This article was originally published in Amadeus issue 07.
These days we move, think, and discover at the speed of light. We browse mobily, we swipe right incessantly, and scroll down with unknowing eagerness; consuming without digesting. It’s Clint Woodside’s mission to slow things down a bit. With each roll of film and pristinely printed zine he publishes, Woodside begs wandering eyes to take heed of the preciousness in each moment. He’s a perceptive click-o-phile whose camera operates as a third eye, and who lives through his narrative-like photography. From behind his Leica lens, Woodside documents his surroundings spontaneously, picking apart the things that confound us, while discovering some meaning between the cracks.
What were your first few months in LA like? What were you shooting?
All the stuff I shot in Philly was: friends, good times, and wandering around. Then, right when I left, there was a turn. When I moved to LA it got a lot heavier and solitary; more lonesome, because I didn’t know anybody. It took a long time for me to start finding photos of friends and stuff that I had a connection with. I have my small, close-knit group of people here now, but I used to have a huge roster of crew.
Yeah, you had been curating shows at Space 1026 in Philly and were part of a really cool community.
Yeah, and that helped me know a lot of people out here. I met Ed [Templeton] through hanging out with No Age, and then we started talking about doing a show at 1026. We all just hung out. That show never happened, but we had a budding friendship from that.
I guess that’s a good segue into Deadbeat Club.
Yeah, Deadbeat Club is totally random [laughs]. I wouldn’t be doing it at all if it wasn’t for some people. Hamburger Eyes is number one and Dischord Records is number two. I curated the 1026 photo show at Hamburger Eyes when they used to host shows.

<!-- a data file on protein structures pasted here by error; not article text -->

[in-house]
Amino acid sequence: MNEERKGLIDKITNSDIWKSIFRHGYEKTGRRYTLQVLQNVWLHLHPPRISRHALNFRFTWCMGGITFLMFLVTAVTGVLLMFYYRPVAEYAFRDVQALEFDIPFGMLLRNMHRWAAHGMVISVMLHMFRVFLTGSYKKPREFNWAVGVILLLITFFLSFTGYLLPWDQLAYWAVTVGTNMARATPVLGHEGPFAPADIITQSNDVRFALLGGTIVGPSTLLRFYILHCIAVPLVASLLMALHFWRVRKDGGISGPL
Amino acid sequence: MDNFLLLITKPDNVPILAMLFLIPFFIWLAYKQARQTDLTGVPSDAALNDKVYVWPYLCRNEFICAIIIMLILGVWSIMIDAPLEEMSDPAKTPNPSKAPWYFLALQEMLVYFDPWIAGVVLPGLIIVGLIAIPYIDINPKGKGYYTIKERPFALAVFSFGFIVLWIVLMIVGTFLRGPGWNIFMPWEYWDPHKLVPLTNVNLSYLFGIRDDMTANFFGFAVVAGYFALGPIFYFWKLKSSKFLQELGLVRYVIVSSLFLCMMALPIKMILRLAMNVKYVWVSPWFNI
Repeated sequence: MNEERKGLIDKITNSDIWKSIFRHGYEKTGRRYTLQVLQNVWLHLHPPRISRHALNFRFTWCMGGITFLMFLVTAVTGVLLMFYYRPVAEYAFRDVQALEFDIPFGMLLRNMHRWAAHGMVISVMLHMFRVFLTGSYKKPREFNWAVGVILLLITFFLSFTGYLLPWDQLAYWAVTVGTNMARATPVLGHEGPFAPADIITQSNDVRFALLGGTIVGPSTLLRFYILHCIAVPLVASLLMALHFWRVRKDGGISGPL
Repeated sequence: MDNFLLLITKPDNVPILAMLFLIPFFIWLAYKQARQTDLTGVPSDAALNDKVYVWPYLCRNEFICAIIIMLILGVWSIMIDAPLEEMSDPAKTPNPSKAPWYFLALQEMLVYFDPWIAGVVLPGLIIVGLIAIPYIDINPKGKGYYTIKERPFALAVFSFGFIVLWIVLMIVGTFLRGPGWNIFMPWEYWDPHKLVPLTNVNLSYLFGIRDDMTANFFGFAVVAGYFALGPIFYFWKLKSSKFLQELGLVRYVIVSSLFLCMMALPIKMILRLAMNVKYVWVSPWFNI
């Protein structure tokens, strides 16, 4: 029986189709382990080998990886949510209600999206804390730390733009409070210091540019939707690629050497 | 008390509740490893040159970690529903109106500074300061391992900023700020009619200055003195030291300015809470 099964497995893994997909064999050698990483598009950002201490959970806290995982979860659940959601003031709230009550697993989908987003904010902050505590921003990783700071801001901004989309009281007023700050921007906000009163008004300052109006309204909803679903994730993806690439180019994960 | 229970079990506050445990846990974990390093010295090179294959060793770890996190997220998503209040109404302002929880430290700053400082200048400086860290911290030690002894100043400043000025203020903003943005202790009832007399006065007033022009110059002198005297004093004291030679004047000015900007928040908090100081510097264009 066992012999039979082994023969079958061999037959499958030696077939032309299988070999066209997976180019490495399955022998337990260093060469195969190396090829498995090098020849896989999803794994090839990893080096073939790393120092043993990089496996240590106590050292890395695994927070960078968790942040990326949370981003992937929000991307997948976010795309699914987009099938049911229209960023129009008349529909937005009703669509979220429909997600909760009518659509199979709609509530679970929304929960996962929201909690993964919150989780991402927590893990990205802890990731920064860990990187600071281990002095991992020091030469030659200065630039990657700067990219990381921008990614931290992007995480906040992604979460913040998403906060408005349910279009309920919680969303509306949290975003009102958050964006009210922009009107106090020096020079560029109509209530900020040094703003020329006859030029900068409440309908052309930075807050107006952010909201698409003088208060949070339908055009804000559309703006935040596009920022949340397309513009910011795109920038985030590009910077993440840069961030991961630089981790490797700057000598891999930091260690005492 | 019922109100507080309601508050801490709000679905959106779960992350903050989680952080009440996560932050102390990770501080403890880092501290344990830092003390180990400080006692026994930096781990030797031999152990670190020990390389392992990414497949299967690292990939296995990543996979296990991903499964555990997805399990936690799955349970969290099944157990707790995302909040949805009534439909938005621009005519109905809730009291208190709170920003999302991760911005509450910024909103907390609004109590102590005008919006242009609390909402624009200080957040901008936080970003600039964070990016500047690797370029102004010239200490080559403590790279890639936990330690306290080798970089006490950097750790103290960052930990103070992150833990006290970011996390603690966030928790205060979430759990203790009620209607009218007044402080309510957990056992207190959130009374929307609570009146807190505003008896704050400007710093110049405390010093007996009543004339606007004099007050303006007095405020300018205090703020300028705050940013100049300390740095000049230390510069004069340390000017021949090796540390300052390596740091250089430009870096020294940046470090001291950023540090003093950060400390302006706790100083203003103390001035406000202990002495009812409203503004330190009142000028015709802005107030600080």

When I started Deadbeat Club it was just me and a friend of mine named James. We were just making things; I was making zines more than anything else. Then James had a kid, and got super busy and couldn’t keep making stuff. Ed smashed his leg and was couch ridden for six months or so, and had nothing going on. So we decided to do a split zine and sell it through the site. That was a fuckin’ blast. From there, it naturally progressed, and we just kept pushing it and I were like, ‘Well, I guess I have this publishing house now.’ It was just about calling people with interesting stuff, and it was amazing how many times people said yes.
So, why print? Why is print still important?
When you’re looking at the Internet or Instagram, you’re browsing at the speed of light. It’s out of control. It’s too fast. Especially photography—I think it’s meant to be digested a little slower. It’s a lot slower if you’re going through a printed magazine as opposed to somebody’s tumblr. That’s not what we’re about. Deadbeat Club is about slowing down a little bit and having a tangible, physical object to look at. Like here are my 7”s. I used to put out records in Buffalo and Philly a bit, and this is the exact same thing. It’s like putting out a photographer 7”.
It’s like a record label for books.
Yeah, exactly. It’s about taking your time and having to digest something a little bit longer.
I used to have a huge problem with Instagram and tumblr. I used to freak out about it and be like, “It’s killing the heart, it’s horrible.” I’ve made peace with it, but I still don’t contribute that much to it. It scares me; it makes me feel better to step away from it a bit. We haven’t posted photos to Deadbeat Club’s tumblr in ages, because it’s kind of killing the idea of slowing it all down…we want to keep it precious.